George W. Bush photo

Fact Sheet: President Bush's Policies Drive Continue Economic Growth in the Third Quarter of 2004

October 29, 2004

Friday's News: Steady Economic Growth Continues

America's economy grew at a strong pace of 3.7 percent during the third quarter of 2004 - well above the historical average, and continuing the strong growth seen over the previous 5 quarters. GDP continues to grow above the average rate of the 1970s, 1980s, and 1990s, while the unemployment rate remains below the average for those decades.

  • Nationwide, the economy has posted steady job gains for each of the last thirteen months - creating over 1.9 million jobs since August 2003. The national unemployment rate held steady at 5.4% in September - down 0.9 percentage point from a peak of 6.3% in June 2003, and the lowest rate since October 2001. At 5.4%, the unemployment rate is well below the average of the 1970s, 1980s, and 1990s.
  • Recent state jobs figures show steady continued gains in states across the country. Job creation was up in 47 of the 50 states in the last year, and the unemployment rate was down in all regions and in 46 of the 50 states.

The President's policies have helped to propel the economy forward, putting more money in the pockets of American families and laying a foundation for growth and job creation now and for years to come. But there is still more work to do.

The President understands that many Americans are working hard to make ends meet. That is why he continues to push for pro-growth policies that create jobs, and opposes tax increases that would add a burden to working families and set back our economy. This month, the President signed important tax relief for America's working families, which extends the middle class tax cuts and leaves more than $50 billion next year in the hands of the people who earned it - money that will keep our economy moving forward and result in even more new jobs for American workers.

More to Do: The President's Plan to Create More Jobs, Security, and Opportunity in a Growing Economy

While the President's tax cuts are creating jobs and continuing to strengthen the economy, there is still more to do so that every American who wants a job can find one. To create jobs, America must remain the best place in the world to do business. The President's six-point plan:

    • Allows families to plan for the future by making tax relief permanent.
    • Encourages investment and expansion by restraining Federal spending and reducing regulation.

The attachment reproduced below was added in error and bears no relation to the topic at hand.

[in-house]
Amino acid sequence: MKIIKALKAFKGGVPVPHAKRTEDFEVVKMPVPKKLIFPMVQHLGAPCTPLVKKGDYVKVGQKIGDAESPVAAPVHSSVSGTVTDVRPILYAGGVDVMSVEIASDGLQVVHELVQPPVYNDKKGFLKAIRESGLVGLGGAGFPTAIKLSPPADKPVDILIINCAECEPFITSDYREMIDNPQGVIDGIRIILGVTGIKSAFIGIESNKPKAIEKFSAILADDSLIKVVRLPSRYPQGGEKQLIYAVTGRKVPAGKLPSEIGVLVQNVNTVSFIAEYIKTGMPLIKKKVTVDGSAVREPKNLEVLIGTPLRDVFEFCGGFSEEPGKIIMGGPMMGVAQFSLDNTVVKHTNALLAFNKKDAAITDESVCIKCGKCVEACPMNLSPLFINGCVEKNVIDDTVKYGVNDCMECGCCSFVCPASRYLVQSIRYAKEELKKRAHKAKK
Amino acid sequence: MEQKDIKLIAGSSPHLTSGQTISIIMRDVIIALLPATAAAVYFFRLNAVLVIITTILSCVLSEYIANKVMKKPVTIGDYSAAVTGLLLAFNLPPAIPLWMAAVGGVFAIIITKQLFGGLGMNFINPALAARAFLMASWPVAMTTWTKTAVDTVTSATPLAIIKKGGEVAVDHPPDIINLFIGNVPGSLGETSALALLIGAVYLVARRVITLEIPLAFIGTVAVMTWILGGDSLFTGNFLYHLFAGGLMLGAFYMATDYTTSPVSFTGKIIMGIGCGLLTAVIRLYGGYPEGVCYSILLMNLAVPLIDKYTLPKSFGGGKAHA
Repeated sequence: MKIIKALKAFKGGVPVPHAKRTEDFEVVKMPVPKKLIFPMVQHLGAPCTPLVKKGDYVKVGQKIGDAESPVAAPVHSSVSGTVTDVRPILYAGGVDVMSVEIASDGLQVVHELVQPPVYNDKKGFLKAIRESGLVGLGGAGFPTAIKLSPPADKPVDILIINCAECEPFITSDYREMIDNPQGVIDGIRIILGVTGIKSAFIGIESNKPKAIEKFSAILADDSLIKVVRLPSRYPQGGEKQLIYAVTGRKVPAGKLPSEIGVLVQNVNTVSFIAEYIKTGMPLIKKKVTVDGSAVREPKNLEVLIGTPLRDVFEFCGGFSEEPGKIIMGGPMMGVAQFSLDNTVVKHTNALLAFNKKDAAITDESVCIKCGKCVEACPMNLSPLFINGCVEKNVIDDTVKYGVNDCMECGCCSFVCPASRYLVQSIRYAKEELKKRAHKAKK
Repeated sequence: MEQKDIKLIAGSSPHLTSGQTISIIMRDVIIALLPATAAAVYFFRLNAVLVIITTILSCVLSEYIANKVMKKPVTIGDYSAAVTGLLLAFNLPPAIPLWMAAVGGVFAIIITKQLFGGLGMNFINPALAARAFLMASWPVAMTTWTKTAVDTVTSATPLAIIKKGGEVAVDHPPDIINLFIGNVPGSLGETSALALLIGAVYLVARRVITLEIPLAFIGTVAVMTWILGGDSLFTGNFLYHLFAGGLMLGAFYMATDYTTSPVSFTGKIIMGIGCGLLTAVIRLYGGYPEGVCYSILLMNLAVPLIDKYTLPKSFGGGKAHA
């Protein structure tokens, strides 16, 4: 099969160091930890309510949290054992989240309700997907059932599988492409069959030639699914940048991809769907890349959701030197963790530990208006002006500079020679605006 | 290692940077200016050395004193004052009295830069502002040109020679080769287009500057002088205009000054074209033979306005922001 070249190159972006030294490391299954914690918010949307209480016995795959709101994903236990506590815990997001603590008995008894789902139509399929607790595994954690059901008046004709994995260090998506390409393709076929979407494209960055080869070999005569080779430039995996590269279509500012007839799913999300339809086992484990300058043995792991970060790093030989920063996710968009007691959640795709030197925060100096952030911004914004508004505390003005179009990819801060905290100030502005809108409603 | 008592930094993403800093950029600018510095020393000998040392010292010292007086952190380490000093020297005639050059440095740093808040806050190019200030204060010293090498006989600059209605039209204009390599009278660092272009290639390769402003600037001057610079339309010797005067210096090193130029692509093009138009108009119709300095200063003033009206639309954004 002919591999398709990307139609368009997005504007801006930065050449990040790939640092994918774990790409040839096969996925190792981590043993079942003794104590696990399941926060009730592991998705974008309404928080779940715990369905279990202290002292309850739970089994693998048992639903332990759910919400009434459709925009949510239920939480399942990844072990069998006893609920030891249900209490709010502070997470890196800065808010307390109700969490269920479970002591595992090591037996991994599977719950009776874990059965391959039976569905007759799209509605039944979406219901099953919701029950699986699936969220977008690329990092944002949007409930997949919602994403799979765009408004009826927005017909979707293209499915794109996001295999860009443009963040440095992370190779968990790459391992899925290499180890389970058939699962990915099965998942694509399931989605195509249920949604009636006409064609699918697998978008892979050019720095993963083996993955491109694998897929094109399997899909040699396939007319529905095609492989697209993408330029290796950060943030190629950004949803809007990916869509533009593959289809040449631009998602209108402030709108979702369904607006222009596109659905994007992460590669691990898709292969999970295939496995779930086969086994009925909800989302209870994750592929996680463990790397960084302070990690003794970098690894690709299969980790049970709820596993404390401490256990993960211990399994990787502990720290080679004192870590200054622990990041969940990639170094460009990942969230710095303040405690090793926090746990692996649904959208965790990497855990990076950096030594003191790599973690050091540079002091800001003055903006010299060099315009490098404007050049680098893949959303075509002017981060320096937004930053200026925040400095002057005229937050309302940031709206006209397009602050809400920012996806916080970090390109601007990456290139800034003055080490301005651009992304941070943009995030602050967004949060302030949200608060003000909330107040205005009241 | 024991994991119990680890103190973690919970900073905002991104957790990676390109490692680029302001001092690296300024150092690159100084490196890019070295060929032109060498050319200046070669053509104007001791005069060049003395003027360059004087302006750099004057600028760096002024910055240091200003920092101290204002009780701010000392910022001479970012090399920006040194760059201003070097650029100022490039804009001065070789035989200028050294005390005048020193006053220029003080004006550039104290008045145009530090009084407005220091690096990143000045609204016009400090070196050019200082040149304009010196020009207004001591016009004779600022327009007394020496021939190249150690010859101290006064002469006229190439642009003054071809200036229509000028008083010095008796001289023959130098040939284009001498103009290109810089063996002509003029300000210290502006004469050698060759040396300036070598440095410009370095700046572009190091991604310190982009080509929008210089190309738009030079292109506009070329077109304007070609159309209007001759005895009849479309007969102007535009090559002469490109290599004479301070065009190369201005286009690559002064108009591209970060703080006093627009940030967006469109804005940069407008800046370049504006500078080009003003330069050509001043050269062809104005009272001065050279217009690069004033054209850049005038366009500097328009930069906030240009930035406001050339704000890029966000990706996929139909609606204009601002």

• Makes our country less dependent on foreign sources of energy through a comprehensive national energy policy.
    • Expands trade and levels the playing field to sell American goods and services across the globe.
    • Protects small business owners and workers from the explosion of frivolous lawsuits that threaten jobs across America.
    • Lowers the cost of health care for small businesses and working families through Association Health Plans, tax-free Health Savings Accounts, tax credits for employer contributions to Health Savings Accounts, Medical Liability Reform, and health information technology.
  • To keep our economy growing, we must reform the tax code to make it simpler, fairer, and more pro-growth. The President will lead a bipartisan effort to reform and simplify the tax code.
  • To help workers find better, higher-paying jobs, the President has proposed to double the number of people served by our principal job training program and increase funding for community colleges.
  • To stand with workers in poor communities and communities that have lost manufacturing, textile, and other jobs, the President proposes the creation of opportunity zones. To assist these communities in helping themselves, we will provide tax relief and other incentives to attract new business, and improve housing, job training, and high-tech infrastructure.

George W. Bush, Fact Sheet: President Bush's Policies Drive Continue Economic Growth in the Third Quarter of 2004 Online by Gerhard Peters and John T. Woolley, The American Presidency Project

Filed Under



Simple Search of Our Archives